How Insurance Exchanges Will Affect Doctors' Income

Leigh Page

Disclosures

July 10, 2013

In This Article

Complex Patients, Compliance Issues, Collection Woes

There is also a possibility that exchange enrollees will be difficult to manage because they are not used to going to physician practices for care. A study by the Kaiser Family Foundation predicted that these patients are going to need more healthcare services.[12] According to the study, 37% of low-wage workers will not have had a checkup in 2 years and 13% will be in fair or poor physical health, and their medical expenditures will rise by as much as 60%.

"When patients have been using the emergency department for years, that's a pattern isn't going to change on January 1," Owen Dahl says. Catherine Annulli, a Senior Health Consultant at VantagePoint HealthCare Advisors in Hamden, Connecticut, is concerned that low-income patients will behave like some Medicaid patients -- not showing up for appointments and not taking their medications. Because many of them have not sought care in physician practices, "a practice may have to spend some time educating them," she says.

Matthew Katz, of the Connecticut Medical Society, has a different take. "A number of those who are in the exchange could have had insurance before, so they may have the good habits," he says. "Just because someone was on Medicaid and has not had insurance recently doesn't mean they will be noncompliant."

However, both Annulli and Katz agree that there may be difficulties collecting out-of-pocket charges from exchange enrollees. "This population is not used to paying copays and deductibles," Annulli says. Not only do they have a low income, but they are also expected to have relatively high deductibles and copays.

"This is a significant concern," Katz adds. "You'll have large deductibles that you have to bill patients for."

But a closer look at how cost-shares will be calculated suggests that this may not be as big a problem as it seems. Each exchange plan will have 4 coverage levels for all enrollees to choose from. The levels, named after metals, range from "platinum," which requires the highest premium but the lowest cost-share, to "bronze," which requires the lowest premium but the highest cost-share.

In the California exchange, one of the first to have published cost-share information, an enrollee in the benchmark silver plan with a $45,000 income would have a $2500 deductible, as well as copays of $45-$65 for an office visit.[13] These are substantial charges, but they fall precipitously for lower income enrollees. In the same silver plan, enrollees earning less than $17,000 a year would have no deductible at all and a $3 copay for most services.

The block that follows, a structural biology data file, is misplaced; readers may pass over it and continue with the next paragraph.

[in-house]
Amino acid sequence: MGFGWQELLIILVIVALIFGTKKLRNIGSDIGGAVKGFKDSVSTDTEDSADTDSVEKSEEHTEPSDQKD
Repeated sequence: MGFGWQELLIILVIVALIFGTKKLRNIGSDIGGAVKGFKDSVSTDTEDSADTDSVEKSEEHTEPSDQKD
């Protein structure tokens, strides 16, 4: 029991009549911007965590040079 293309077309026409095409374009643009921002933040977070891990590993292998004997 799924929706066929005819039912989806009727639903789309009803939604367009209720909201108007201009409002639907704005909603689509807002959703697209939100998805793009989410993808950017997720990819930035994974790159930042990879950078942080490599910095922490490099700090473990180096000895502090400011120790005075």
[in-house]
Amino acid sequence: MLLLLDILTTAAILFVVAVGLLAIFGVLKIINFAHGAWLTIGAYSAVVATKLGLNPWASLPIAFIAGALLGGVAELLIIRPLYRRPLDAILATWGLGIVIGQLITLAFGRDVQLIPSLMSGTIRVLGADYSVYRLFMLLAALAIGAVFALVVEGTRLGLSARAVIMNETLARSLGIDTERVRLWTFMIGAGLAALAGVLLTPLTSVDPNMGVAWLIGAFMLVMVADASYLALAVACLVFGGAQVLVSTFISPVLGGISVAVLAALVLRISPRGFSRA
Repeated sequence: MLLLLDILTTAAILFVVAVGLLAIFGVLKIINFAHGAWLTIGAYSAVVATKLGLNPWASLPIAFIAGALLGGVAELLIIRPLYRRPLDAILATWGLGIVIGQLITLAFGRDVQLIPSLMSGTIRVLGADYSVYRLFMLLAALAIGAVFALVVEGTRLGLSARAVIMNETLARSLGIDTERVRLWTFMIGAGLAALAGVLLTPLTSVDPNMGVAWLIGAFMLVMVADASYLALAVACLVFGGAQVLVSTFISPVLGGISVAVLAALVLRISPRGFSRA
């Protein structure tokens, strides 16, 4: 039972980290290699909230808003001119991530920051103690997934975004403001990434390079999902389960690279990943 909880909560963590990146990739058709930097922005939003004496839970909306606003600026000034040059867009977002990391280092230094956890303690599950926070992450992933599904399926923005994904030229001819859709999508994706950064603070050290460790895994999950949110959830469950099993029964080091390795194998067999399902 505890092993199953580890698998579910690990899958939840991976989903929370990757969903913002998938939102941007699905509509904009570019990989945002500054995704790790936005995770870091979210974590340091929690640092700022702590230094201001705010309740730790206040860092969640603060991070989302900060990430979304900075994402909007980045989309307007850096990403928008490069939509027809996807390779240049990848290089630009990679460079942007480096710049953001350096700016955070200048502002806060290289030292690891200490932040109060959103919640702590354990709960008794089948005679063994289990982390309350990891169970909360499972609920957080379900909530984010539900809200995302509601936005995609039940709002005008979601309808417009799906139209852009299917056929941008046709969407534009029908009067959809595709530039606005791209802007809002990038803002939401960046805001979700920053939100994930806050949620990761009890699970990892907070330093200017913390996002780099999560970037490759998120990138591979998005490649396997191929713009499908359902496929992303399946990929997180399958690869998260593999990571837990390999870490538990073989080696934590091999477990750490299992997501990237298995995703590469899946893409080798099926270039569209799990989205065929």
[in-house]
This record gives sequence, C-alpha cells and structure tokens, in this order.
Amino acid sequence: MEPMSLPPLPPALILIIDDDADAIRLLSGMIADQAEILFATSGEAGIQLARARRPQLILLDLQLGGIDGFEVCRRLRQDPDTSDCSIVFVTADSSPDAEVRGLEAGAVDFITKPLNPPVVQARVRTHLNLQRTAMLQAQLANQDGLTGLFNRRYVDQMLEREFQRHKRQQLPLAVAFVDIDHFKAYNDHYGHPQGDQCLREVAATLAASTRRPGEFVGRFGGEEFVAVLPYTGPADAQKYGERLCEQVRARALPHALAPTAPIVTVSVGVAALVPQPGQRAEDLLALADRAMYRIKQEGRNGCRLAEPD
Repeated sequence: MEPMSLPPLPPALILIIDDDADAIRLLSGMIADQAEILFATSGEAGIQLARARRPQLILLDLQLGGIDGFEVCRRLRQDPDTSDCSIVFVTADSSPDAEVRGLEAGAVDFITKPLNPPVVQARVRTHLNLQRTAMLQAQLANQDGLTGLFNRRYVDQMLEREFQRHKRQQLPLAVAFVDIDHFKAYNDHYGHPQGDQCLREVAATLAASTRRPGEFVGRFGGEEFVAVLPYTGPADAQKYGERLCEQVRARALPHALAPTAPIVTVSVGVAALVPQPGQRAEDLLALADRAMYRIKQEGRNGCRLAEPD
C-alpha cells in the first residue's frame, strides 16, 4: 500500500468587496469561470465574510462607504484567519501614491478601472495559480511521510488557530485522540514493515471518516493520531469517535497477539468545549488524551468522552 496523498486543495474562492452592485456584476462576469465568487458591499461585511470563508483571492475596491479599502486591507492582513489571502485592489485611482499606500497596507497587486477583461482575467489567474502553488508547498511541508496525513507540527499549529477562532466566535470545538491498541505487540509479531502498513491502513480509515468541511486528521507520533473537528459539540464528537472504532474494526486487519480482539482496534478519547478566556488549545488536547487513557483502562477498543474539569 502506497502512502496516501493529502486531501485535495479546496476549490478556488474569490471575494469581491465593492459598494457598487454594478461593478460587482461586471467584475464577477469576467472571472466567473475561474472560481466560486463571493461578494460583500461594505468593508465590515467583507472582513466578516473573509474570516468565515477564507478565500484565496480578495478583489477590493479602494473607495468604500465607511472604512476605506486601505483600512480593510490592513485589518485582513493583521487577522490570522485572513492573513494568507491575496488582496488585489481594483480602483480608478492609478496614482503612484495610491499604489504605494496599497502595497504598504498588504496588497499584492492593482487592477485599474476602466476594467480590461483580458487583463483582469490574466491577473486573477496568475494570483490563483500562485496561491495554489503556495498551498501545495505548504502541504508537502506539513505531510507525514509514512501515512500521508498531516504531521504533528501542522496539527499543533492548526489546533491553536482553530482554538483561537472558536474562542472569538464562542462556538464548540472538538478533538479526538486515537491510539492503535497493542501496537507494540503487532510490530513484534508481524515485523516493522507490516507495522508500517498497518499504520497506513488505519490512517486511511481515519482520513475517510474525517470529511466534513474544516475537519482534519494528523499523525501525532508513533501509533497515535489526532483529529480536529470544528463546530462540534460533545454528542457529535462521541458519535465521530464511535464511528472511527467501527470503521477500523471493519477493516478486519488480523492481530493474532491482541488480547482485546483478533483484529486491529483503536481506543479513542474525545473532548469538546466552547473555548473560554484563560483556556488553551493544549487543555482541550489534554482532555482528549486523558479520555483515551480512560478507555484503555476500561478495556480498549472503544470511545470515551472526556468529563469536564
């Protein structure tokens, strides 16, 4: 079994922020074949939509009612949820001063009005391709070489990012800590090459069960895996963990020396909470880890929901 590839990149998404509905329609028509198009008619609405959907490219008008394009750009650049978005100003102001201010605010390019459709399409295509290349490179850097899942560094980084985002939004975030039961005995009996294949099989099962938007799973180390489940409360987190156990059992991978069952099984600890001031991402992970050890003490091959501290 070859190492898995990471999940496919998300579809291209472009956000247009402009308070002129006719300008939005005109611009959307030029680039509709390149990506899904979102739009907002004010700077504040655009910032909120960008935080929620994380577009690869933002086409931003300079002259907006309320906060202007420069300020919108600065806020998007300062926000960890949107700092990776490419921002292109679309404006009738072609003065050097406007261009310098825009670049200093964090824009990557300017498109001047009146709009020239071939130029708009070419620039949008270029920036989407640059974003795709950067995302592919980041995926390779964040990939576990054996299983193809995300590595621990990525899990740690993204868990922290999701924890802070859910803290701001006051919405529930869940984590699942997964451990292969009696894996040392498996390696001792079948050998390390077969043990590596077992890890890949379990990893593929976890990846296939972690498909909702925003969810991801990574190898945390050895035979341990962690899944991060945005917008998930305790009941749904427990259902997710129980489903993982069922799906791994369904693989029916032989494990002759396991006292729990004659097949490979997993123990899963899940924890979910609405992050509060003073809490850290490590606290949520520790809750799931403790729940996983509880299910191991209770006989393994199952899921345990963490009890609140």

There is another potential payment problem for physicians with exchange patients. Under final federal rules for the exchanges, patients who stop paying their premiums still get a 90-day grace period, during which they are entitled to continue to receive healthcare services.[14] The rule stipulates that the insurer must continue paying their bills for 30 days, but for the next 60 days, providers are obligated to provide care without insurance payments.

The rule states that the exchange plan "must notify providers of the possibility for denied claims when an enrollee is in the second and third months of the grace period." Following up on this provision, the California exchange stipulates that in these cases, the plan must notify the patient's primary care physician and any other physician submitting a claim for that patient in the past 2 months.[15] To avoid this problem, Gillespie advises that practices should check a patient's coverage status at each visit by asking the insurer, "Is the patient current on her payments?"

To Join or Not to Join -- That Is the Question

Viewing all these potential problems, should physicians sign up for exchange plans or make sure to stay out of them?

Katz does advise physicians to weigh the risks. "I think that they should consider whether a new plan or product offered by a health insurer is right for them and their practice -- and their patients," he says. "They should be looking not only at the rates being offered, but the plan design and structure, the administrative requirements, and the current practice and patient load."

But Dahl, the management consultant, predicts that most practices will try to stay out of the exchanges in the first year. Based on his talks with physicians, he says, "Everybody seems to agree on this first go-round, we want to be very cautious. Let's go slow and see what happens."

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